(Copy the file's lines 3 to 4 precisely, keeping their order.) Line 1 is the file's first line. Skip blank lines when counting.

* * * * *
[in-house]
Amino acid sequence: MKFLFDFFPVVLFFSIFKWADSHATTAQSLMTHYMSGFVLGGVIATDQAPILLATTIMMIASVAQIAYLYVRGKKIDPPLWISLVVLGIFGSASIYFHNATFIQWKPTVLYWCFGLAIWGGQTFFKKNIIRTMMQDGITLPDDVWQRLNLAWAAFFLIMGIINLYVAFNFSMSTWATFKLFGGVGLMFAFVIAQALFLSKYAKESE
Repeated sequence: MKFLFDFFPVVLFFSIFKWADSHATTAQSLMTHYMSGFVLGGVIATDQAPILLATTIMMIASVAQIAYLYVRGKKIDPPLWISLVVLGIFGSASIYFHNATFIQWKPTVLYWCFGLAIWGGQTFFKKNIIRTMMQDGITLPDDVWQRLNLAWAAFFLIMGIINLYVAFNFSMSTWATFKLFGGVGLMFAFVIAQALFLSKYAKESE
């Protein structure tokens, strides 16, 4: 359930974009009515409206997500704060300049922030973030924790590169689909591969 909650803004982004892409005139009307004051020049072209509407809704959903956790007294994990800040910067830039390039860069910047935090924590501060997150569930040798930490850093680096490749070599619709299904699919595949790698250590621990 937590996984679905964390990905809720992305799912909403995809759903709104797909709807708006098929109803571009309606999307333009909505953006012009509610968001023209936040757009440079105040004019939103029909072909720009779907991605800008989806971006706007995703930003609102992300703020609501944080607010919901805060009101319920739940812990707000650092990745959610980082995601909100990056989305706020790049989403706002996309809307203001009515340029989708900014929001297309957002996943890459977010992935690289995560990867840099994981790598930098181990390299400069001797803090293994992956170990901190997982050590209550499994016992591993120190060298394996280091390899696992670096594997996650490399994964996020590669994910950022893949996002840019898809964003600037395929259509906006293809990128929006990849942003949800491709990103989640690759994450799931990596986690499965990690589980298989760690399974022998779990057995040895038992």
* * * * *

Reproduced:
Repeated sequence: MKFLFDFFPVVLFFSIFKWADSHATTAQSLMTHYMSGFVLGGVIATDQAPILLATTIMMIASVAQIAYLYVRGKKIDPPLWISLVVLGIFGSASIYFHNATFIQWKPTVLYWCFGLAIWGGQTFFKKNIIRTMMQDGITLPDDVWQRLNLAWAAFFLIMGIINLYVAFNFSMSTWATFKLFGGVGLMFAFVIAQALFLSKYAKESE
């Protein structure tokens, strides 16, 4: 359930974009009515409206997500704060300049922030973030924790590169689909591969 909650803004982004892409005139009307004051020049072209509407809704959903956790007294994990800040910067830039390039860069910047935090924590501060997150569930040798930490850093680096490749070599619709299904699919595949790698250590621990 937590996984679905964390990905809720992305799912909403995809759903709104797909709807708006098929109803571009309606999307333009909505953006012009509610968001023209936040757009440079105040004019939103029909072909720009779907991605800008989806971006706007995703930003609102992300703020609501944080607010919901805060009101319920739940812990707000650092990745959610980082995601909100990056989305706020790049989403706002996309809307203001009515340029989708900014929001297309957002996943890459977010992935690289995560990867840099994981790598930098181990390299400069001797803090293994992956170990901190997982050590209550499994016992591993120190060298394996280091390899696992670096594997996650490399994964996020590669994910950022893949996002840019898809964003600037395929259509906006293809990128929006990849942003949800491709990103989640690759994450799931990596986690499965990690589980298989760690399974022998779990057995040895038992």